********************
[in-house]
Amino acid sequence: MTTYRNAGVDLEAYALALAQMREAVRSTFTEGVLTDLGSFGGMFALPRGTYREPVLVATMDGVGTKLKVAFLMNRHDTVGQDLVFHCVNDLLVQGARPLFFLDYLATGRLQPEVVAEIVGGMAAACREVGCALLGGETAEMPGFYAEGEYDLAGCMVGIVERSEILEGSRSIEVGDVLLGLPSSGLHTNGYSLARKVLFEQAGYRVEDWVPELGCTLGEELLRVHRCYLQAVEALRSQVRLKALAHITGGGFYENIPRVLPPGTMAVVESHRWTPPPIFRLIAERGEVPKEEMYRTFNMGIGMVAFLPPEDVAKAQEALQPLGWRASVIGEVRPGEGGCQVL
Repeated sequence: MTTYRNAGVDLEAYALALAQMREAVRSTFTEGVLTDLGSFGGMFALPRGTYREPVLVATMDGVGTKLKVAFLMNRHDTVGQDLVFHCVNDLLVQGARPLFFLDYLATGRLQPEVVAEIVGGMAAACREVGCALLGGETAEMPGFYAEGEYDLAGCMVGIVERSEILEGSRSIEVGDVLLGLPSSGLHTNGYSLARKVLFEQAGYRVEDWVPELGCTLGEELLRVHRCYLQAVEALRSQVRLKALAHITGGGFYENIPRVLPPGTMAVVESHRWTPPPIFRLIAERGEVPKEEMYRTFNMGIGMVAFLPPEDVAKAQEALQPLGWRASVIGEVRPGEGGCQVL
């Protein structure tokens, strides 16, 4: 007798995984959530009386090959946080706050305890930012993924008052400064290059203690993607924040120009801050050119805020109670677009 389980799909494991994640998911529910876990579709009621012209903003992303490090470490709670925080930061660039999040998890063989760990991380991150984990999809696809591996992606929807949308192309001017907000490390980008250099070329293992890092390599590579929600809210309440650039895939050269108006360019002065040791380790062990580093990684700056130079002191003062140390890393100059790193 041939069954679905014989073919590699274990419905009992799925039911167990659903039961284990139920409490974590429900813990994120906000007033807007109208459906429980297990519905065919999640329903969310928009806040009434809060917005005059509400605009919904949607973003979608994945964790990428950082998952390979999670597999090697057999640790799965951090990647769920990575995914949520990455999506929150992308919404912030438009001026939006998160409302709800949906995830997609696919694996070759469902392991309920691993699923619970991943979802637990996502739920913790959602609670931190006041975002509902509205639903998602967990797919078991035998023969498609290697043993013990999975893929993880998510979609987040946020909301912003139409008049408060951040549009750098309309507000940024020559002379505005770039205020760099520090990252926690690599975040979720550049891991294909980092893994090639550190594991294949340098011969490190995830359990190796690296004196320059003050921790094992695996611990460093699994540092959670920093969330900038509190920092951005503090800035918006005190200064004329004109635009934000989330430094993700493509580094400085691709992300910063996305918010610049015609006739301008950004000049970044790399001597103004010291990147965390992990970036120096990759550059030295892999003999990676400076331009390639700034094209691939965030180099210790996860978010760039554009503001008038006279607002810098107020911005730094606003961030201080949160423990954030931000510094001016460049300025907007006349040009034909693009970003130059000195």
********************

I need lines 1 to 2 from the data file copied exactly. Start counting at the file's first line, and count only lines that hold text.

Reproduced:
[in-house]
Amino acid sequence: MTTYRNAGVDLEAYALALAQMREAVRSTFTEGVLTDLGSFGGMFALPRGTYREPVLVATMDGVGTKLKVAFLMNRHDTVGQDLVFHCVNDLLVQGARPLFFLDYLATGRLQPEVVAEIVGGMAAACREVGCALLGGETAEMPGFYAEGEYDLAGCMVGIVERSEILEGSRSIEVGDVLLGLPSSGLHTNGYSLARKVLFEQAGYRVEDWVPELGCTLGEELLRVHRCYLQAVEALRSQVRLKALAHITGGGFYENIPRVLPPGTMAVVESHRWTPPPIFRLIAERGEVPKEEMYRTFNMGIGMVAFLPPEDVAKAQEALQPLGWRASVIGEVRPGEGGCQVL